There's a certain contingent of food people who see new foods as a challenge, as a frontier that must be conquered. Conversations with them remind me of the ones I endured with music snobs in college: "Have you tried X? Have you been to Y? Have you ordered the spiciest dish at Z?" and so on. It's a brand of foodieism I particularly despise because it turns what should be a pleasurable experience — eating a new, delicious thing, broadening your culinary horizons — into a competition. A fun chat about shared discovery becomes a dreary bout of one-upmanship.
Then again, I also make it a point to seek out new flavors and cuisines, though not for the bragging rights as much as for my own education. A dish you've never tried is a way to travel to a new place, marvel over what people subsist on in other cultures, get a glimpse into how the rest of the world lives. So I was very excited to see not one but two Lao restaurants open in San Francisco over the past few months, thus bringing the city's total Lao restaurant count up to two. Laos is a small, landlocked country nestled between Thailand and Vietnam, and I'd heard the cuisine was a mashup of the two. What I found was many of the familiar ingredients — fish sauce, curry, lime, cilantro — but, in the best dishes, infused with a nuanced depth of flavor I hadn't encountered before.
Champa Garden opened in late 2013 to some fanfare. The restaurant's first location in East Oakland has a cult following, and the new iteration came about at the behest of the mayor's office. This spot's right off the Ingleside neighborhood's main strip, just down the street from the Whole Foods, a generic but nice-looking room with red walls, recessed ceilings, a few flower accents, and a bar despite its current lack of liquor license (BYOB is encouraged). The menu is a mix of Lao and Thai items, so to try the rarer items, you should do your homework before going in.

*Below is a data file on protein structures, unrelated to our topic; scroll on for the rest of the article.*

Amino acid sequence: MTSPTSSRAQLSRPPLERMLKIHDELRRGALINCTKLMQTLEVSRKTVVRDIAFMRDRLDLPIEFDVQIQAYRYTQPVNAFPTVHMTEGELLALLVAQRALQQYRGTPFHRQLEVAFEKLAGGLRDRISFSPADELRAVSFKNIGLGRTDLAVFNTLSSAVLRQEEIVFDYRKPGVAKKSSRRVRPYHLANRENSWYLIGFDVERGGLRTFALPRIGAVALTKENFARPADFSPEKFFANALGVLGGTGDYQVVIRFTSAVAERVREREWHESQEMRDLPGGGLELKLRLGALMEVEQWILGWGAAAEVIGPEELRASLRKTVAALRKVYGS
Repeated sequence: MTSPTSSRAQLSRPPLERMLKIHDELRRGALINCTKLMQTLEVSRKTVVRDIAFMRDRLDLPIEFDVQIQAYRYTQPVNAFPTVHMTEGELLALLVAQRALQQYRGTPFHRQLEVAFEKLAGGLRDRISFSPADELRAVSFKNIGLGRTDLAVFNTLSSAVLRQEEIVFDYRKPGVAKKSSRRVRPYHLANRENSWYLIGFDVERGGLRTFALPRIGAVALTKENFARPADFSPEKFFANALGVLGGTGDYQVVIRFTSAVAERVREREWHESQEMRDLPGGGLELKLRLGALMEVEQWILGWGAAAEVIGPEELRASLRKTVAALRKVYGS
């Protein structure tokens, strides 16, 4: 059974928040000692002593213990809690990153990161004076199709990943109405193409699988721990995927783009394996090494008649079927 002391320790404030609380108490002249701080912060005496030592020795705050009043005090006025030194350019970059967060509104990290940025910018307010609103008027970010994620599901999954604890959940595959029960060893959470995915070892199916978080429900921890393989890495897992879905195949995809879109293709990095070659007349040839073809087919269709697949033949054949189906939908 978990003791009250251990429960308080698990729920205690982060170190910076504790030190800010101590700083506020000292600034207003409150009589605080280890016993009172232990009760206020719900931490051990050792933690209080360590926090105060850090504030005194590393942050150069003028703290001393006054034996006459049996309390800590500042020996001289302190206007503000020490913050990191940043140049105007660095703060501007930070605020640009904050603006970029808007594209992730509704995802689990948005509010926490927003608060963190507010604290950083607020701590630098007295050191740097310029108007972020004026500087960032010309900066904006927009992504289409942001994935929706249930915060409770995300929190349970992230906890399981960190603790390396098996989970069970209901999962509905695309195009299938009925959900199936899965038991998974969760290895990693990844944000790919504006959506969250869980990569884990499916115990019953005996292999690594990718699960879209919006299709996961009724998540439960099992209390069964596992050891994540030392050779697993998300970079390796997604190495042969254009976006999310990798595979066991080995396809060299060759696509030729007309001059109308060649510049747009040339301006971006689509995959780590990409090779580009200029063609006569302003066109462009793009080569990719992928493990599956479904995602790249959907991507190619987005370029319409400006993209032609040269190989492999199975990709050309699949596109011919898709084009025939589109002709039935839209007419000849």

One must-order is the Champa Sampler, a combo of three popular appetizers that come on a plate with vermicelli noodles and a tangy dipping sauce, accompanied by another plate heaped with lettuce and fresh herbs. The spring rolls had been fried within an inch of their lives, but were tasty if unexceptional. Sliced Lao sausage was moist and tender, slightly scented with lemongrass. But the sampler's real attraction was the fried rice ball salad, nam kaow, a popular Lao dish that mixes hunks of crispy fried rice with preserved pork, green onions, lime juice, and other assorted goodness. It was an interesting melange of flavors and textures, especially when wrapped with lettuce and herbs, but I wished it had more zip.
Other items suffered from the same problem — not blandness, necessarily, just a lack of vibrancy. Papaya salad, Lao-style, was funkier and more fish sauce-intensive than Thai versions, though it wasn't particularly spicy. Lao-style larp had the least flavor, just a pile of beef mixed with tripe with a little heat, a little lime, and not much else. It sat mostly untouched throughout the meal.